"· On the surface, the 431,000 gain in May payrolls after an unrevised 290,000 April rise looks strong but, in fact, it was not. First, the increase was raised by the one-time hiring of 411,000 Census workers. Second, the gain actually fell short of Consensus expectations for a 508,000 rise in the total. Lastly, the 41,000 gain in private sector payrolls was the weakest since January.
· The shortfall in private sector was broad-based. Construction sector hiring fell 35,000 and reversed the increases in the prior two months. Private services-sector hiring rose just 37,000 following firmer gains during five of the prior six months. The weakness reflected a 6,000 decline (-0.8% y/y) in retail sector hiring, a 12,000 decline (-2.2% y/y) in financial sector employment and a soft 2,000 increase (-0.3% y/y) in leisure & hospitality jobs.
· Countering some sense of labor-market softness was a decline in the civilian unemployment rate to 9.7%, although that just reversed the April increase. Moreover, the decline was all due to a 322,000 shrinkage (-0.4% y/y) in the labor force, the first drop since December. Household sector employment, in fact, also declined 35,000 (-0.7% y/y) which was the first drop this year."
As you can see below, housing is unwinding faster than I could have ever imagined. Mortgage applications have essentially fallen off a cliff since the tax credit ended based on yesterday's data from the MBA.
Some blurbs from the report:
"With another week of historically low mortgage rates, the trend from the prior three weeks continued, as refinance applications increased while purchase applications dropped. Purchase applications are now almost 40 percent below their level four weeks ago, while the refinance share, at 74 percent, is at its highest level since December," said Michael Fratantoni, MBA's Vice President of Research and Economics. "In addition, the ARM share dropped last week to its lowest level since March of this year, as borrowers took the opportunity to lock in at historically low fixed mortgage rates."
Folks, both sets of data above are absolutely horrifying. Housing applications are falling at rates never seen before. At the same time, the number of potential home buyers continues to shrink due to rising unemployment.
This is a recipe for disater for the housing market and the banks that hold these bloated assets.
The jobs report looks even worse when you throw the bogus birth death rate model out of these numbers. We are essentially seeing negative job growth in the private sector.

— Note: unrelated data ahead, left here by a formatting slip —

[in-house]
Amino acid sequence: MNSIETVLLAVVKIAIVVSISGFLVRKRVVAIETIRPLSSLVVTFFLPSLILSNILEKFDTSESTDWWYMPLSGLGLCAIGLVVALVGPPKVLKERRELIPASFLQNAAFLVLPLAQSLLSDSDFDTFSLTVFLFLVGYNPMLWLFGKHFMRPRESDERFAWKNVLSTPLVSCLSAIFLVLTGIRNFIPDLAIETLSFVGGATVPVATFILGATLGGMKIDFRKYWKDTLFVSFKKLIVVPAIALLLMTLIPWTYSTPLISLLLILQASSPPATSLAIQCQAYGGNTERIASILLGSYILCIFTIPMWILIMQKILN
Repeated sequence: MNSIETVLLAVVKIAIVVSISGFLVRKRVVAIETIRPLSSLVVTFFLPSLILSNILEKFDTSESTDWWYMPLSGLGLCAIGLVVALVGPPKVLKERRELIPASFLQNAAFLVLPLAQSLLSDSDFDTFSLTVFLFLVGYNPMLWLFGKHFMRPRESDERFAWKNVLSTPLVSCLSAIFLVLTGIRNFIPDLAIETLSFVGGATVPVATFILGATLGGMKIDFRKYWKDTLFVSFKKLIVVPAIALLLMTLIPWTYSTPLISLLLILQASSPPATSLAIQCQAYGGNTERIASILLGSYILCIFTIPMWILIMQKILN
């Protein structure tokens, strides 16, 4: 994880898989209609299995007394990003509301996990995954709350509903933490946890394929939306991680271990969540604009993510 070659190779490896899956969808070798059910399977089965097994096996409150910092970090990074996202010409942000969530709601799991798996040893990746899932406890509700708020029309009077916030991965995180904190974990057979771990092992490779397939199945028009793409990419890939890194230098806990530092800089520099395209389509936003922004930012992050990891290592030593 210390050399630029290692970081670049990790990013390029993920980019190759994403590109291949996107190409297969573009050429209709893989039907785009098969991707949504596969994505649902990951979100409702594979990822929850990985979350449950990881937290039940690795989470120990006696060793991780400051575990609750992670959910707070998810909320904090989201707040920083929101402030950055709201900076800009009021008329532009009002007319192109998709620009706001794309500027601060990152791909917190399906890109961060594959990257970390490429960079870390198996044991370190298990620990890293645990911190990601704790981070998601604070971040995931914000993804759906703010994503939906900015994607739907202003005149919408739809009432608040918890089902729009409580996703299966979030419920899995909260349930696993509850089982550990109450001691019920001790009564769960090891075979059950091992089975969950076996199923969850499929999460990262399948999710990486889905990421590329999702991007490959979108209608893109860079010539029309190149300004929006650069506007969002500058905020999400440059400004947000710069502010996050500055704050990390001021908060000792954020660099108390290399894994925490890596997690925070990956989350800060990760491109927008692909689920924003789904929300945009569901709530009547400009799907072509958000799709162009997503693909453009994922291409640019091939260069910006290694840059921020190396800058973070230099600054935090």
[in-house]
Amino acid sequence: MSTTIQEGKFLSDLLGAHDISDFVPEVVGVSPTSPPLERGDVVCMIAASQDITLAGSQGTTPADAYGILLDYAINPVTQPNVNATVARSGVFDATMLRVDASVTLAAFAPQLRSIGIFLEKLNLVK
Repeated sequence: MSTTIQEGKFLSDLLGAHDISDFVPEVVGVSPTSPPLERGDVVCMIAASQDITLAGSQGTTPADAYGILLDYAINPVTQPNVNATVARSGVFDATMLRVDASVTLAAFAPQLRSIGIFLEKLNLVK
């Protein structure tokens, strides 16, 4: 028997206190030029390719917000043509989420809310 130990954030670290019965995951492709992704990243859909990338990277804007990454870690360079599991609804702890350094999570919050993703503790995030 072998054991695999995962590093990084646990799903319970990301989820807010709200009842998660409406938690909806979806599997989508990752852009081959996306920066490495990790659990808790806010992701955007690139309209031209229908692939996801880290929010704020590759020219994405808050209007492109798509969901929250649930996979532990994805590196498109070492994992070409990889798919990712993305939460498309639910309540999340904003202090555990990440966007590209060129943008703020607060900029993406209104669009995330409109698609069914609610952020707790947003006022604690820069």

Imagine what the jobs report is going to look like when the part time census gig dries up!
The Bottom Line
I didn't even have the chance to get into the bad news flowing out of Europe this morning. The Euro is once again hitting yearly lows against the dollar.
There are rumors floating around that banking giant Soc Gen is in trouble due to their derivatives exposure. We also learned today that the IMF is running out of money after bailing out Greece.
All in all it appears things are going to hell in a hand basket at a pretty rapid pace. Treasuries soared today as a result of the continuing fear of collapse in Europe. Lets not forget we need to peddle another $124 billion of these notes next week. Treasuries should be really interesting to watch next week.
All I can say is hold on tight folks. Things are getting seriously bad out there, and the bailout funds this go around are simply not there to create a second government based recovery.
The next time we roll over we have two choices:
1. Cut off the money spigot and sink into a deflationary depression.
2. Print our way out of this mess which will create severe inflation and the strong possibility of hyperinflation.
It's up to the Fed as to which path we take. Lets hope Ben takes door #1. Hyperinflation or even severe inflation will almost assuredly result in severe social unrest and the potential collapsing of the US government because people will not be able to afford to live.
Please take whatever measures you can to prepare yourself for whats coming. This situation is deteriorating rapidly and you are in for a rude awakening if you are not prepared:
Raise as much cash as you can, payoff debt, reduce expenses, buy some inflation protected assets like gold.
The situation is dire out there and I haven't been this concerned since late 2008.